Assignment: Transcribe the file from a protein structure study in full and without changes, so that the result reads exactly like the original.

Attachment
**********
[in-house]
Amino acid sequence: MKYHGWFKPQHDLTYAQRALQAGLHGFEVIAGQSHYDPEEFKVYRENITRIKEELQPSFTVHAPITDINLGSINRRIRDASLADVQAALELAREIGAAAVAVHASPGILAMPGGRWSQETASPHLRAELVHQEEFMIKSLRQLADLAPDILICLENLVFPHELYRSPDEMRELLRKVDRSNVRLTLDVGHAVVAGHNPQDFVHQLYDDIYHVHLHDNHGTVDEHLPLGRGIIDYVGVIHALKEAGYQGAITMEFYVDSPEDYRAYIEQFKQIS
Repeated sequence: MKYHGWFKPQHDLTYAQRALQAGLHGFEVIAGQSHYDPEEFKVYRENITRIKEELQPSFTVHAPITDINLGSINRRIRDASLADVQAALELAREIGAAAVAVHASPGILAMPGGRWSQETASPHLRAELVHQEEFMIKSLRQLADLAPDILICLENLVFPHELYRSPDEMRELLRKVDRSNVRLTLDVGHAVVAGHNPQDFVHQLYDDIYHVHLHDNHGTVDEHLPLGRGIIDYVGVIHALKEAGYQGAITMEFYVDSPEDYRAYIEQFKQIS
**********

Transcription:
[in-house]
Amino acid sequence: MKYHGWFKPQHDLTYAQRALQAGLHGFEVIAGQSHYDPEEFKVYRENITRIKEELQPSFTVHAPITDINLGSINRRIRDASLADVQAALELAREIGAAAVAVHASPGILAMPGGRWSQETASPHLRAELVHQEEFMIKSLRQLADLAPDILICLENLVFPHELYRSPDEMRELLRKVDRSNVRLTLDVGHAVVAGHNPQDFVHQLYDDIYHVHLHDNHGTVDEHLPLGRGIIDYVGVIHALKEAGYQGAITMEFYVDSPEDYRAYIEQFKQIS
Repeated sequence: MKYHGWFKPQHDLTYAQRALQAGLHGFEVIAGQSHYDPEEFKVYRENITRIKEELQPSFTVHAPITDINLGSINRRIRDASLADVQAALELAREIGAAAVAVHASPGILAMPGGRWSQETASPHLRAELVHQEEFMIKSLRQLADLAPDILICLENLVFPHELYRSPDEMRELLRKVDRSNVRLTLDVGHAVVAGHNPQDFVHQLYDDIYHVHLHDNHGTVDEHLPLGRGIIDYVGVIHALKEAGYQGAITMEFYVDSPEDYRAYIEQFKQIS